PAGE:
If you don’t have young children this post is not for you. Please, continue - enjoy your Aperol Spritz surrounded by fun people wearing on trend clothes – revel in your Ibiza hangovers – plan your summer escapades unencumbered by a collection of trunkies.
If you even know what a trunkie is then this post may be for you.
I always start out with such good intentions in the summer holidays. Whilst the vast majority of the parents around me have booked holidays, summer camps and very sensibly have their summer scheduled down to the day, I always start out with an overly confident ‘winging’ it approach.
This is obviously not a great idea as I have 2 children under 6 and a business to run, but the bohemian in me (or what’s left of it) luxuriates in the image of idle summer days swanning around in cornfields sipping ginger beer with my trusty friends. The facts that I live in London, have to work, don’t like ginger beer and all my friends are on holiday don’t seem to register.
Some days in summer are great. Fantastic. Memorable. These are usually based outdoors against a backdrop of blue skies and involve soggy sandwiches and sticky little hands. I will remember all of those moments forever. This is not a post about surviving those perfect days.
This is also not a post for those parents who have a bundle of wonderful ways of entertaining their children. This post is for those of us who panic a little when the weather is non-compliant. On such days I have 2 tetchy energetic little boys desperate for entertainment and this year, for the first time, I’m prepared for it. So I have put forward some ideas you can keep in your back pocket for such days. Any of these suggestions can be done by you, your nanny, their granny or gramps – whoever it is trapped indoors with bored kids.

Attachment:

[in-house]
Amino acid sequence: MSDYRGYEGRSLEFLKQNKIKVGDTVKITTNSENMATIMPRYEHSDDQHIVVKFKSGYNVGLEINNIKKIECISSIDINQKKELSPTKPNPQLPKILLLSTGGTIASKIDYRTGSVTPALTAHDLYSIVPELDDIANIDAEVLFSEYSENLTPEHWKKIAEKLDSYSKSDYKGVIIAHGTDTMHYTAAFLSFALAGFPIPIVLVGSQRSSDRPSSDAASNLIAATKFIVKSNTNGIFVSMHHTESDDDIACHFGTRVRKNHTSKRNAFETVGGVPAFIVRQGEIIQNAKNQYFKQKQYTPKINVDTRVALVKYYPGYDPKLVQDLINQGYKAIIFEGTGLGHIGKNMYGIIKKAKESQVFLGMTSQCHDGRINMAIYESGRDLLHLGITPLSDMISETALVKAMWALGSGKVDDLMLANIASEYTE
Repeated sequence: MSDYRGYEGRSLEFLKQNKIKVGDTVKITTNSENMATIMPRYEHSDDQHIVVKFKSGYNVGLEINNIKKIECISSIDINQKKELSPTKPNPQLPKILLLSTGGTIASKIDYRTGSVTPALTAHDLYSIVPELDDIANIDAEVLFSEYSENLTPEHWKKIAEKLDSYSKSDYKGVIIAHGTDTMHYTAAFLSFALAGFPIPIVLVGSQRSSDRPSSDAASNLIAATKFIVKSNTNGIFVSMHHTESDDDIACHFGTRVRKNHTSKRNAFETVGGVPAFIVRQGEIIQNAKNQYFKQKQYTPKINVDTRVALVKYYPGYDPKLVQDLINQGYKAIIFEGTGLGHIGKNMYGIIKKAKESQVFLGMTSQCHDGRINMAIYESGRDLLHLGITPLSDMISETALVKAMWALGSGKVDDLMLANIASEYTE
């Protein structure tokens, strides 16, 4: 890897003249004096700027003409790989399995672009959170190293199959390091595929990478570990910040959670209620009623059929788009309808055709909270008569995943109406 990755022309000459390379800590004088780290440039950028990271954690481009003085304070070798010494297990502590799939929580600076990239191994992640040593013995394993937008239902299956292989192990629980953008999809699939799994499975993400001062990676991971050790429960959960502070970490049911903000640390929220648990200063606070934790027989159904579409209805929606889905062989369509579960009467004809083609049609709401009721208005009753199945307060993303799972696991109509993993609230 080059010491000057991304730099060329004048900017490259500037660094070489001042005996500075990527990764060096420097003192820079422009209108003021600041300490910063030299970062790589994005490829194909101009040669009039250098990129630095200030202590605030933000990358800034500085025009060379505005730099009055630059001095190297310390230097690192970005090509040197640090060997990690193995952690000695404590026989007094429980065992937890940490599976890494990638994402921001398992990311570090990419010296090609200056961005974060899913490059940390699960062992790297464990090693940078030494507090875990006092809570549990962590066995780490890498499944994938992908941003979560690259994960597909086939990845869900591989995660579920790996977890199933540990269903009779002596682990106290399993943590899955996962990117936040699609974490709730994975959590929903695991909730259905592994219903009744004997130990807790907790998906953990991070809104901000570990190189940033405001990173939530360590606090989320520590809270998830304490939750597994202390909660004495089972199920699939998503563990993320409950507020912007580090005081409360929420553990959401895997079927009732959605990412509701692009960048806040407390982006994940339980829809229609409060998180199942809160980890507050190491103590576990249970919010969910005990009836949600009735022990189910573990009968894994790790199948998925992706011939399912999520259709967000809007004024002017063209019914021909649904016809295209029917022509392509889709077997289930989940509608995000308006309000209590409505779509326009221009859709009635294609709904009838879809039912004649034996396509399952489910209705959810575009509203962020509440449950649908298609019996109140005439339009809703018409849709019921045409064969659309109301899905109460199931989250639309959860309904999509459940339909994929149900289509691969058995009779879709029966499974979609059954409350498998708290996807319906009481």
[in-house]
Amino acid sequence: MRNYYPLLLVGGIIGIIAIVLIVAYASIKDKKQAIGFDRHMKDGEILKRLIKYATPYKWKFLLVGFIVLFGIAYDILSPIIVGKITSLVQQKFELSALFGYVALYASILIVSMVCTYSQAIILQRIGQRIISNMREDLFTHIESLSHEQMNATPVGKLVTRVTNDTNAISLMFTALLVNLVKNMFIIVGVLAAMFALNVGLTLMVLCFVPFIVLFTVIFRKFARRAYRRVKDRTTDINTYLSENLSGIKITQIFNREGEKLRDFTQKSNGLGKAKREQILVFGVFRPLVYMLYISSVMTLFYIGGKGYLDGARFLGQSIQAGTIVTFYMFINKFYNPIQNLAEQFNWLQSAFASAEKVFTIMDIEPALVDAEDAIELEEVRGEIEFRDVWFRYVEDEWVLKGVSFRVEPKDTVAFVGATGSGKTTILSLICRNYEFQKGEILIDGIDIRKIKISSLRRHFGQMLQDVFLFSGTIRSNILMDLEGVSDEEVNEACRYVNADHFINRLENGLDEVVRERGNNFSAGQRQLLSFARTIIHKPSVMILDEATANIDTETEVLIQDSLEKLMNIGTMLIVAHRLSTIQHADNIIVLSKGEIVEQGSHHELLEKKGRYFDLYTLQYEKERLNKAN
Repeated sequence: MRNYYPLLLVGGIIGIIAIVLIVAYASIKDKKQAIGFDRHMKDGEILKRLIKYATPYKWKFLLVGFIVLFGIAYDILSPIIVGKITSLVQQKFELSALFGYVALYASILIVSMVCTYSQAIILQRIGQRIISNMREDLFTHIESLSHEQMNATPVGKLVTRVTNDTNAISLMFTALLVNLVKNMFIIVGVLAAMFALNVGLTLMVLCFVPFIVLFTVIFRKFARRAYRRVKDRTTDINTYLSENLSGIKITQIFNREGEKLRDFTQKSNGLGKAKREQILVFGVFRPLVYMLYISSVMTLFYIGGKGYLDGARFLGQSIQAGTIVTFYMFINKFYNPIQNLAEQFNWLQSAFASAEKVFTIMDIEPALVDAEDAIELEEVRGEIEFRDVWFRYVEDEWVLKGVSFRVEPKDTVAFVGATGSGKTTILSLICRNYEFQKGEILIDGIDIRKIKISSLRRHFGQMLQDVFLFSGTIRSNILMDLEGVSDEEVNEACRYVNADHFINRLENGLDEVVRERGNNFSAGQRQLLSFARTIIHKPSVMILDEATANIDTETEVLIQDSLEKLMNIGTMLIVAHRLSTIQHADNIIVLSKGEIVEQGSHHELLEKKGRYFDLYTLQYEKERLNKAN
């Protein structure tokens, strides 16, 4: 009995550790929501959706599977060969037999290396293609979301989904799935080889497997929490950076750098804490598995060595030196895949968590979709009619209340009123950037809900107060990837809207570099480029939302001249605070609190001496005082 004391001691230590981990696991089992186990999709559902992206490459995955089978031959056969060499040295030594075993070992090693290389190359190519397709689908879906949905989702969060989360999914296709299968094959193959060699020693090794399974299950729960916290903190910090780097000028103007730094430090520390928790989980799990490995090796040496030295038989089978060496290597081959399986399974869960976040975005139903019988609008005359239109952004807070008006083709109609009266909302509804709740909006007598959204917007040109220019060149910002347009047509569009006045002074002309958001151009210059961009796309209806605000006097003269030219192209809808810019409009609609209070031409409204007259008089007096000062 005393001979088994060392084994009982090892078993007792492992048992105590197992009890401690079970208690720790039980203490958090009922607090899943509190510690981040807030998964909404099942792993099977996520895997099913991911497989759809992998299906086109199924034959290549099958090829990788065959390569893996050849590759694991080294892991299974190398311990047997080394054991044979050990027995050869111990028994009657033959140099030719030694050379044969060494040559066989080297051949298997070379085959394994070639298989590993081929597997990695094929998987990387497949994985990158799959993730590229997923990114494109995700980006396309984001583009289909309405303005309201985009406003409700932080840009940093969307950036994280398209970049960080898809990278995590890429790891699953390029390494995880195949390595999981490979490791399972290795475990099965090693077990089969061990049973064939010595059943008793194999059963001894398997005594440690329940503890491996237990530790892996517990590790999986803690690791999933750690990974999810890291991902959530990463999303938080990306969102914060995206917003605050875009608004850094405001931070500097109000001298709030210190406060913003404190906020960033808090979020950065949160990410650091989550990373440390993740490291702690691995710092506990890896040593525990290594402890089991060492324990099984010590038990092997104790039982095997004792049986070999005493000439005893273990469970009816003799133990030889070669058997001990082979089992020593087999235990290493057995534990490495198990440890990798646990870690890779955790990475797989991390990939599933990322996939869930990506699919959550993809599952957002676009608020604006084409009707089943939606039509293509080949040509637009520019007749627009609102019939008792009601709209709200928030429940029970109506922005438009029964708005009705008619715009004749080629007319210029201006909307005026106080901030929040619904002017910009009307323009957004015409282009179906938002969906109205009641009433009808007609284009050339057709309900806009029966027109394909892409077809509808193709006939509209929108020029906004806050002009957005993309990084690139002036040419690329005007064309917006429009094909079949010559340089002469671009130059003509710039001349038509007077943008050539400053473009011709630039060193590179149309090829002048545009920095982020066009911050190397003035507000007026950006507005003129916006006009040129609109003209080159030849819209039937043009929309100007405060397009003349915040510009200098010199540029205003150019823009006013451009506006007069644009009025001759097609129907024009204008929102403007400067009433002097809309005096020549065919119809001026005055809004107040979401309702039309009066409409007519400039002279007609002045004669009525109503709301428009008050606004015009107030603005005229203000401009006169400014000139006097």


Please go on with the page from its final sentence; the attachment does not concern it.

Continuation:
I know, I know. Sounds awful but bear with me. Write a book with the kids. It can be nonsensical and if you let them lead it probably will be – but I would urge you to let them lead. Let the story run away with them. Let them draw silly or amazing pictures. But most importantly take them seriously and hear their voice.
I am planning on doing this with my 6 year old – he has already come up with an awesome title and lots of ideas. We have agreed that for at least 1 hour a day, wherever we are, we will work on it together until the magnus opus is complete. We have a stack of paper and pencils at the ready. When it is finished I will bind it or somehow have it printed up to be kept. It will almost certainly be dragged out for all to see at his 18th birthday and I will pretend the tears are of laughter and not desperate nostalgia for the early years.
In a previous post I suggested my other half had an interest in board games. In reality he is obsessed and secretly buys board games and smuggles them into the house hoping I won’t notice. I’m not talking about Monopoly and the kind you have heard of – I’m talking about really obscure ones he has discovered on Boardgamegeek.com or from watching YouTube videos when I’ve gone to bed.